Richard Vaughan asks:
“Of all the writers who have come and gone, who is your favorite, and who do you miss the most? (I will not be very surprised if both answers are Rizzo, but Meh!)”
Actually, the answer is not John Friggin’ Rizzo. Not surprisingly, I loved Rizzo – but he was a real pain in the ass to edit. Long articles, lots of hidden swears that I had to search and destroy, and always the negative feedback from the people who hated him.
(Interestingly enough, in a poll we once took, Rizzo was our most-loved and our second most-hated writer. Our most-controversial writer at the time was Sean “Deranged Dad” Erik Ponce – a fact I would not normally reveal, but the last time he wrote for us was almost four years ago and the forums even then were seething with angry feedback, so it probably wasn’t a secret. Me? I actually kinda liked Sean, even though he was goofy and really obsessed with trading. I can’t ever hate someone who’s that focused, I really can’t.)
My favorite writer is, undoubtedly, me. I find me very easy to edit, and me always makes the deadlines that I ask him to. Furthermore, if I’m short on good articles, me can usually pull one together with very little notice. Plus, I hear me always speaks well of myself.
Seriously, though, the “Favorite Writer” category is a tough one – and not just because there are so many good writers here. When I took the position, the thing that really surprised me was how much of my job was pure psychology. Writers are inherently lazy, insecure creatures, and getting them to write articles for you on a regular basis is an incredibly difficult task.
There are five basic types of Featured Writers:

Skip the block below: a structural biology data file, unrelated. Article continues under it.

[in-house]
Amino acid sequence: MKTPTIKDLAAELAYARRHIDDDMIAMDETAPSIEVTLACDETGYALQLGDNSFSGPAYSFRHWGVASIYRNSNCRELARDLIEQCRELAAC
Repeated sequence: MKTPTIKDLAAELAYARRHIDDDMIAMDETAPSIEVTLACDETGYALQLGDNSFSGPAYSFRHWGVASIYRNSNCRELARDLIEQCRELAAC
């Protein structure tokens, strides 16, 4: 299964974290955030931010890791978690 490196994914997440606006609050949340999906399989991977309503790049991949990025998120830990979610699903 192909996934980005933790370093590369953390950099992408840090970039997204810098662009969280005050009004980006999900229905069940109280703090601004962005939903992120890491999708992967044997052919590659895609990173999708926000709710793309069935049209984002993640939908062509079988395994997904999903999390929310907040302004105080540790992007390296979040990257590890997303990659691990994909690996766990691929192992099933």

1) The guy who has incredible ideas, but wants to get them perfectly right. He will not write unless he has a great idea that he can fully explore, which means that an article may sit on his hard drive for months at a time until he finally puts the finishing touches on it. Ask him about it, and he’ll run his hand over the back of his head in embarrassment and say, “Well, I’ve got something, but it’s not done yet.” Getting an article out of this guy is like squeezing a lemon… But when it comes out, it’s worth it.
2) The guy who has few ideas, but wants money. You can tell these writers, because they generally try to get away with a two-page article, featuring an untested deck. Given the slightest amount of fiduciary compensation, this kind of writer will continue to stretch two-paragraph ideas into an entire article, week after week. They’re usually not bad core ideas, but they definitely need either more testing or more explanation. Pros tend to be the worst at this – but who can blame them? The winner of the last Pro Tour knows darned well that if he wrote “How 2 not Seck N Xtendud” on toilet paper, his articles would still get more hits than 99% of the PTQ-grinding articles out there. I can’t really blame ’em, but turning them down can sometimes backfire. Thus, you must do it nicely and cautiously, so they don’t bitch about you all day on IRC and poison the well.